Setting up TF-IDF in Python and Scikit Learn

Dr. W.J.B. Mattingly
Smithsonian Data Science Lab and United States Holocaust Memorial Museum
February 2021

Key Concepts in this Notebook

  1. Importing the required libraries

  2. Preparing the data properly

  3. Setting up TF-IDF with Scikit Learn

Introduction

In the last notebook, we learned about Scikit-Learn. In this notebook, we are going to take that knowledge and implement the TF-IDF algorithm from Scikit-Learn, but before we do that, we have to consider one very important thing: the state of our data. Whenever you are using algorithms, it is always essential to think about what form does the algorithm expect. The first part of this notebook will, therefore, be dedicated to explaining the data and preparing it for the TF-IDF algorithm. It is important to note that this notebook will be code-centric.

Finally, because this notebook is designed to be from beginning to end of a TF-IDF implementation, from preparing the data to cleaning to TF-IDF to Clustering to data visualization, this notebook will be longer than the previous ones.

The TRC Data

In every real world scenario you will know the data that you are working with. In this section I think it’s worthwhile to spend a little bit of time talking about the data that we are going to be working with throughout this notebook. The first bit of data that we’re going to be working with is a collection of descriptions of violence from apartheid South Africa from the 20th century. They come out of the Truth and Reconciliation Commission in the early 2000s. The Truth and Reconciliation Commission or the TRC was a body put together at the end of the twentieth century to catalog the violence that befell victims during the apartheid period. The first dataset is what is known as Volume 7 of the TRC Final Report. It is organized as a collection of individuals and a brief description of the violence that befell them and the victim’s age. Descriptions of violence are not structured in any way. Instead they have rich metadata within them. This metadata consists of things like dates, places, and other organizations during the 20th century.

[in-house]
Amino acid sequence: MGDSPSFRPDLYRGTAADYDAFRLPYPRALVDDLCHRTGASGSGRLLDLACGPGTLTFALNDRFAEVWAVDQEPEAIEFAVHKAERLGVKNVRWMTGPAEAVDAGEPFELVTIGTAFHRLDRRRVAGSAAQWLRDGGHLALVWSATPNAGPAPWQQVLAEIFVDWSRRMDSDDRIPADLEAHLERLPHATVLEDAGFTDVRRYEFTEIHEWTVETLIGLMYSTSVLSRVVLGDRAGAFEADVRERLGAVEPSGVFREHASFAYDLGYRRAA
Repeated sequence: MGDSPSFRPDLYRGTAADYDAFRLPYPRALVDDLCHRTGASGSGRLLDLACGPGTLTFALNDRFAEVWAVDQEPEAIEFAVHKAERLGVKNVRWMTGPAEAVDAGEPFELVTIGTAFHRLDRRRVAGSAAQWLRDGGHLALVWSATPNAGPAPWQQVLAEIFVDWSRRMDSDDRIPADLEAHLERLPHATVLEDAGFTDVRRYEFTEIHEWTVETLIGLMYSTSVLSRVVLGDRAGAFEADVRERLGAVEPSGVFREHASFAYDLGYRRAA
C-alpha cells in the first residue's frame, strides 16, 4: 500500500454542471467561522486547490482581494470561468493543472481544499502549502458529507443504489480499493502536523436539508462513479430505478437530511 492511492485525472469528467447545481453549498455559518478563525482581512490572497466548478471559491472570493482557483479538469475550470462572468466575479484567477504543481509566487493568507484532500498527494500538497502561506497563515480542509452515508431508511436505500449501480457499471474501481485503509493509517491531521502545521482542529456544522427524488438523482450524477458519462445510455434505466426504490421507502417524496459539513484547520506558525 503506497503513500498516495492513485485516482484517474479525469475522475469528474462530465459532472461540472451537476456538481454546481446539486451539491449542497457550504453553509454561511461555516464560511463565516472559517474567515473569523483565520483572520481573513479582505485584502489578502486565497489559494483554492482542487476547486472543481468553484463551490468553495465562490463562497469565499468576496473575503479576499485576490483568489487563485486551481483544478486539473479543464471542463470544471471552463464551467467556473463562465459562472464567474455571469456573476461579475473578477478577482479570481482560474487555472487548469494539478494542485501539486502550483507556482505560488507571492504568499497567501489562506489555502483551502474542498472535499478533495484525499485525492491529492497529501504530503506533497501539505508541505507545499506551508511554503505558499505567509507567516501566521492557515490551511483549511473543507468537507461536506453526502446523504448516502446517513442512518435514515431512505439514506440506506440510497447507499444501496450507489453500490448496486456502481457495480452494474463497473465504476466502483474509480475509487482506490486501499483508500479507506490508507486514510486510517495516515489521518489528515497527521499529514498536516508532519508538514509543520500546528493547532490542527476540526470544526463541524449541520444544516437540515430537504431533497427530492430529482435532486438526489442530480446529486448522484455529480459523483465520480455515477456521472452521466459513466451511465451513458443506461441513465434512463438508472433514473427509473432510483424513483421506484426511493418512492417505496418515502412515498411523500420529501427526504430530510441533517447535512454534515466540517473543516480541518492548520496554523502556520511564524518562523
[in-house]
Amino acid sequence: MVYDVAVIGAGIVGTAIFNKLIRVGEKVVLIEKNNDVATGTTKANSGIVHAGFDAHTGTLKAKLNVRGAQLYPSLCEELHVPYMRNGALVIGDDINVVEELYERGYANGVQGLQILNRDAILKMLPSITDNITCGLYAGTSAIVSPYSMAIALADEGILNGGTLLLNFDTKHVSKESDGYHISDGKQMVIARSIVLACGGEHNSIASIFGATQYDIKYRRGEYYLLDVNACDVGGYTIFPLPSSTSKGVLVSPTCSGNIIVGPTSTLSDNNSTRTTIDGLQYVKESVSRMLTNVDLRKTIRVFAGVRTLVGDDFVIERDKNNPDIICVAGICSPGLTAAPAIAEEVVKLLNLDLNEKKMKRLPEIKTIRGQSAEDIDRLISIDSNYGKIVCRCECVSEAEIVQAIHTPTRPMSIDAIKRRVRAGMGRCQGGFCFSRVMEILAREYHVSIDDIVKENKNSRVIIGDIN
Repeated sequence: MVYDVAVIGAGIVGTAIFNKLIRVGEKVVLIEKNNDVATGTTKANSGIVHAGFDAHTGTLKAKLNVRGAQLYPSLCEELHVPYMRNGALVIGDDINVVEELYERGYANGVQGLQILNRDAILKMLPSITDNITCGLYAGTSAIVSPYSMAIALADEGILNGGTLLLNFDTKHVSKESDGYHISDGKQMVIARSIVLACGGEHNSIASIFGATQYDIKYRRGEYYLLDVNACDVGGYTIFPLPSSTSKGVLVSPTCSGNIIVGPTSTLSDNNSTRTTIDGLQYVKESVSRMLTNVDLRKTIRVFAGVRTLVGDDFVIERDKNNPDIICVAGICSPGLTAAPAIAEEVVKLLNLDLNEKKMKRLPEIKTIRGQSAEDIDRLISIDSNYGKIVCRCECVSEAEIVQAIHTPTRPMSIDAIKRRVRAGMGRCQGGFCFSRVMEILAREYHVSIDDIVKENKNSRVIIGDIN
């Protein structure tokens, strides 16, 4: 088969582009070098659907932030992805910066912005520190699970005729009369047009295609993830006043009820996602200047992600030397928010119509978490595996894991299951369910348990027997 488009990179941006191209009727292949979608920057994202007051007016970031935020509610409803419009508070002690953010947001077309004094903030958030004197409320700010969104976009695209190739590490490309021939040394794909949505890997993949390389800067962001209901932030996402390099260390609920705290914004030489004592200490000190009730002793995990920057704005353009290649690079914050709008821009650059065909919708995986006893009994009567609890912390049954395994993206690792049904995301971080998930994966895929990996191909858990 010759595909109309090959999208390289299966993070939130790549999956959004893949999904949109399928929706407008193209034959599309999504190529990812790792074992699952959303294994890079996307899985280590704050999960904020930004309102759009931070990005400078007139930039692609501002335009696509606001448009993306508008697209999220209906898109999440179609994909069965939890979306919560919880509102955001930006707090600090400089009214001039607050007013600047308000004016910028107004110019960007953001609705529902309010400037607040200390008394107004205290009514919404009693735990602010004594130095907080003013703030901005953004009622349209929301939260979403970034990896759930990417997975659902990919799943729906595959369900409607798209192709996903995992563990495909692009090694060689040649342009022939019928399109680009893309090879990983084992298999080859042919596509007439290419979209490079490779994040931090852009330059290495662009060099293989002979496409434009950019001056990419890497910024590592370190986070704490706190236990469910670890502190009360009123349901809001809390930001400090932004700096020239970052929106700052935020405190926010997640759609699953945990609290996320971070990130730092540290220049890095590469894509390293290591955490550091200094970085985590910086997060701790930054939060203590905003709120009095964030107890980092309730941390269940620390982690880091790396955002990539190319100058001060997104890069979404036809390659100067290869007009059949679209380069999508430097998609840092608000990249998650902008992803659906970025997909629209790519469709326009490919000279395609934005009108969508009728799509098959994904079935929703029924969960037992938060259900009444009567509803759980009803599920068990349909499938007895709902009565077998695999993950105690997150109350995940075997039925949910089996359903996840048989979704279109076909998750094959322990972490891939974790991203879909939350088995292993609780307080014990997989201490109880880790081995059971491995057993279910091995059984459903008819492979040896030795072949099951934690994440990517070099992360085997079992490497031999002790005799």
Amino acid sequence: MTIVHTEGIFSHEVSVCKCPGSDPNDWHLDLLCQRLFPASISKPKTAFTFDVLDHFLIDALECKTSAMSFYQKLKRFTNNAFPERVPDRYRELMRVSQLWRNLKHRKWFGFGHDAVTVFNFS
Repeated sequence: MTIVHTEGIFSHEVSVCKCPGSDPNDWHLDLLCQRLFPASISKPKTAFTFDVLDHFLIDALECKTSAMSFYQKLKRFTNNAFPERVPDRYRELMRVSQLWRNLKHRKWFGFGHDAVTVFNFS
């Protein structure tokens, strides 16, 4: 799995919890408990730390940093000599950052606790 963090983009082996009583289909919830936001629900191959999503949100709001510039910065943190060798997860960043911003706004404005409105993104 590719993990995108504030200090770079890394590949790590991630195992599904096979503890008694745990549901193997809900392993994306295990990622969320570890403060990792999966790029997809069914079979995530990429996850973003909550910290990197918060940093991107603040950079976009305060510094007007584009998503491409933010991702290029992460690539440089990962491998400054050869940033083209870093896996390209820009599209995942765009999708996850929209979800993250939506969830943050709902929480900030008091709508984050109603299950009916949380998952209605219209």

The data that I have prepared for you is a JSON file of the TRC Volume 7 report. The JSON file is structured as a dictionary with two keys the first key is names and that corresponds to a list of the victim names. The second key is descriptions. This is the key piece of the data that we will be working with. These are the descriptions of violence and we are trying to identify topics within these descriptions.

Preparing the Data

In this section of the notebook we will begin importing and manipulating and working with our TRC dataset and in order to do that you need to be familiar with how to import JSON data in Python so in this first block of code we will be doing just that. I always find that writing out a basic function for reading Json data is always useful because you can use the function throughout your script without having to write 3 lines of code and instead simply writing one. We are going to call this function load_data.

import json


def load_data(file):
    with open (file, "r", encoding="utf-8") as f:
        data = json.load(f) 
    return (data)

With this function now in place we can import our JSON data that contains our TRC data set which is under the data subfolder. In the next line, we call this function to achieve that task.

trc_data = load_data("data/trc_dn.json")

Now that we have loaded the data, let’s create two separate objects, one for the anmes in the dataset and another for the descriptions. There are better ways to do this in Python with libraries like Pandas, but I do not want to introduce another library into the mix in this textbook.